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Operation Moonlight: U.S. Secret Service used as goon squad against civilian

A news story published Saturday on the Internet claims that members of the U.S. Secret Service Uniformed Division who provide security services throughout the White House grounds were assigned in 2011 take action in a dispute between the assistant of the agency's director and her neighbor.

The Uniformed Division of the Secret Service provide protection services of the White House and surrounding property.
Photo courtesy of US Secret Service Media Gallery

The Uniformed Division officers, some of whom are involved in SWAT (Special Weapons and Tactics) units, were informed that Director of Secret Service Mark Sullivan wanted his assistant protected from her neighbor who she claimed was harassing her.

According to news sources, the officers were taken off their regular assignment as part of the White House surveillance team that patrols the streets outside of the White House compound and were ordered to provide protection for a government employee whose pay-grade and position do not merit Secret Service protection.

Mark Sullivan resigned from the Secret Service last year following a growing scandal surrounding President Barack Obama's protection team and their involvement with prostitutes in Colombia in 2012.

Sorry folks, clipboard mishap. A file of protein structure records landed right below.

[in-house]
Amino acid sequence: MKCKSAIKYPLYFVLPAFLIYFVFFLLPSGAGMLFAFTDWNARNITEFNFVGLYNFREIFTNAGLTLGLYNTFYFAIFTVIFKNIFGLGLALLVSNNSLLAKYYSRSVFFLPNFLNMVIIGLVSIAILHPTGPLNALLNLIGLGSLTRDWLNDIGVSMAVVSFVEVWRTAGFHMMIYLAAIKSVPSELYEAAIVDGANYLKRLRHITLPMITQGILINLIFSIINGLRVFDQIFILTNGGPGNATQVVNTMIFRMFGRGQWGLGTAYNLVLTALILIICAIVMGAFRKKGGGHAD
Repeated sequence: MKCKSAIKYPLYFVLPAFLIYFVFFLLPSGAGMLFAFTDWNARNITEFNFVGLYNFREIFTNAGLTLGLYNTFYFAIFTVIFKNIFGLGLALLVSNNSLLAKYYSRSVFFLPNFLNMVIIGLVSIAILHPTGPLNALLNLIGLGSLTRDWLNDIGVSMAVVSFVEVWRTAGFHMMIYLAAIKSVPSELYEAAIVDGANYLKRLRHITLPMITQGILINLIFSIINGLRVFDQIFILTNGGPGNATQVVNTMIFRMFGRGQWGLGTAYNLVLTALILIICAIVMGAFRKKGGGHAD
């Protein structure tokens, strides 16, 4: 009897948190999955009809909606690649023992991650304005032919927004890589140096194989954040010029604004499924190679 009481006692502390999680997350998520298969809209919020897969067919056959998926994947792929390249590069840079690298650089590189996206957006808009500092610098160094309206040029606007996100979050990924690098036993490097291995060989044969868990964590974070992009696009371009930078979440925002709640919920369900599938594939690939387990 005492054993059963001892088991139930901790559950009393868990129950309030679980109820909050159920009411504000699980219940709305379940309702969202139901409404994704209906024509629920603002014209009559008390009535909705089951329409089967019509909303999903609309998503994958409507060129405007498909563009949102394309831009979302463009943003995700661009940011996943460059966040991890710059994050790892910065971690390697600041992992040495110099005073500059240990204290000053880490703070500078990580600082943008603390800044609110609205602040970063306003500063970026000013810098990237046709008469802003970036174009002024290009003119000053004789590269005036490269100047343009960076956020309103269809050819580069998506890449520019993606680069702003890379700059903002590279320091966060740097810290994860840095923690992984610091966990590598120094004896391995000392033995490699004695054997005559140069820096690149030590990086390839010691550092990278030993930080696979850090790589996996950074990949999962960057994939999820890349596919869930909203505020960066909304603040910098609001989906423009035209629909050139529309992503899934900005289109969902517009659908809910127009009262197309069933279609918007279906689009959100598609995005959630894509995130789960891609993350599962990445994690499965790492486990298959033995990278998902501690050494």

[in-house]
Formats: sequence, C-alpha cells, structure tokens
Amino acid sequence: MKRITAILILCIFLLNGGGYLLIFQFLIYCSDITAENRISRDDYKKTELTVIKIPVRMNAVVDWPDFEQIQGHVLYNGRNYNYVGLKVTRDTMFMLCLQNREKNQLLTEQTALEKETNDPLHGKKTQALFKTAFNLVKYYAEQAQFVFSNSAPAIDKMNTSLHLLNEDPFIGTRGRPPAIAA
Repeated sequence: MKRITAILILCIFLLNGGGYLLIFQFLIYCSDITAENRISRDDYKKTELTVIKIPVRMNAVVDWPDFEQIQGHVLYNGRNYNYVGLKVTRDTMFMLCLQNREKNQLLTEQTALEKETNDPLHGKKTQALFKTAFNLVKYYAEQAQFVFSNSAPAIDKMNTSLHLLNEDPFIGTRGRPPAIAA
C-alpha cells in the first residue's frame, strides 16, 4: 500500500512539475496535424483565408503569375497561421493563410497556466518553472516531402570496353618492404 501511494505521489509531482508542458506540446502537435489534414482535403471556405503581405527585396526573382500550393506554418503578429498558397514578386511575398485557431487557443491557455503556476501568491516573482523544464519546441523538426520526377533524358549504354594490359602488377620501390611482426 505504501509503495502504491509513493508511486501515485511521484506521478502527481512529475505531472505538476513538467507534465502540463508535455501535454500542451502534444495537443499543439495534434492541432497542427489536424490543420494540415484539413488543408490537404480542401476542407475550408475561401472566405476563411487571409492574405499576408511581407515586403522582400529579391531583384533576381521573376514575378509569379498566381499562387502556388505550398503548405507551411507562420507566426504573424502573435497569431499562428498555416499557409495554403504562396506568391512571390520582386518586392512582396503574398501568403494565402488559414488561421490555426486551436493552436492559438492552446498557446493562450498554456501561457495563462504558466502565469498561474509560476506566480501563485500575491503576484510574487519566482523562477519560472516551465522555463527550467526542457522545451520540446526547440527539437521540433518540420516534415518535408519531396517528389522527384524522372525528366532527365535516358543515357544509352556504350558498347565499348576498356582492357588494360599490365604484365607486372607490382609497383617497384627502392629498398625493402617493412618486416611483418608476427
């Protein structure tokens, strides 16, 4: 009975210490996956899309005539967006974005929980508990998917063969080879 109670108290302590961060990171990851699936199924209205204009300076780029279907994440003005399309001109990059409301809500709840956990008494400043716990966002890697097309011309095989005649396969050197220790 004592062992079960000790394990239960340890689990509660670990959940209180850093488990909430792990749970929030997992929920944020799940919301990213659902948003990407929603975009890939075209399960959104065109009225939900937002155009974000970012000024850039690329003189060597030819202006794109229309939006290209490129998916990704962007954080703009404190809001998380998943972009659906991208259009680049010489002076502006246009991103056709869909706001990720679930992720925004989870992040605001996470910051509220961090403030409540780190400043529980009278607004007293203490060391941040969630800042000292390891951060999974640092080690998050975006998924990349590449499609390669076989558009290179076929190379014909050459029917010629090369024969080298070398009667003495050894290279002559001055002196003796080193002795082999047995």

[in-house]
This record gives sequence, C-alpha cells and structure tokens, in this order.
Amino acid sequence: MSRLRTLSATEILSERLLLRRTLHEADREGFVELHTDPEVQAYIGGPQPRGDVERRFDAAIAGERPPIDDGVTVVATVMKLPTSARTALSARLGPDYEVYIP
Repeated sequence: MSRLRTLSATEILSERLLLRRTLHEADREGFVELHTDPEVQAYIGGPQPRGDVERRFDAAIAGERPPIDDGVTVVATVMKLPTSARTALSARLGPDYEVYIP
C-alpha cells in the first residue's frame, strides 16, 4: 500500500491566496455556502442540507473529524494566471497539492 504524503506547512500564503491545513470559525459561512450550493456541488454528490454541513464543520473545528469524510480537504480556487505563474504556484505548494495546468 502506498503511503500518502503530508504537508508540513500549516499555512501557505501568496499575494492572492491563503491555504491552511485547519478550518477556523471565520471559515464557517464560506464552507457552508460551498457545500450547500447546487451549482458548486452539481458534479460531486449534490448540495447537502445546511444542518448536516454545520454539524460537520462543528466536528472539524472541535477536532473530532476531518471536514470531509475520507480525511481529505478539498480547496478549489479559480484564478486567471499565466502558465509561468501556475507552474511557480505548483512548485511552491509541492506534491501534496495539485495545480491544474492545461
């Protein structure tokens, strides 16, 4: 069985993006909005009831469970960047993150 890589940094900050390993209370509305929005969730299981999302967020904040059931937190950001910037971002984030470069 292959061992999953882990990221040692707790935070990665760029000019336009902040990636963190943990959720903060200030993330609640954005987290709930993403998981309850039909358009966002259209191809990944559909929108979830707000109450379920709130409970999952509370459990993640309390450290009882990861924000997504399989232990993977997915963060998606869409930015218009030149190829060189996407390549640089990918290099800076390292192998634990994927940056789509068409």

The protection for Sullivan's minion even had a code name -- "Operation Moonlight" -- and the protection had two agents visit Sullivan's assistant's home twice a day, according to news reports.

"The entire operation sounds to me like bullying by a powerful government organization. How many of us can use the Secret Service as our own personal goon squad to scare a neighbor. If the neighbor was indeed suspected of harassing her as described in the penal code then she should have called the local police," said Paul Huffman, a former patrol supervisor for a county sheriff.

News reports revealed that two of the officers who were part of Operation Moonlight believed at the time that they were involved in a questionable operation at best, an illegal assignment at worst and they kept their own unofficial records of the operation in order to protect themselves from liability.

Some of the members of the "special protection detail" actually went as far as informing the Homeland Security Department's inspector general about protecting Sullivan's underling, since the Secret Service is part of DHS as well as the Treasury Department.

"This is another example of the federal government abusing its law enforcement authority. The U.S. Secret Service has a jurisdictional function which doesn't include being involved in personal disagreements," said former NYPD Officer Iris Aquino.

As of yet, the DHS inspector general has not disclosed the status of any investigation regarding Operation Moonlight.

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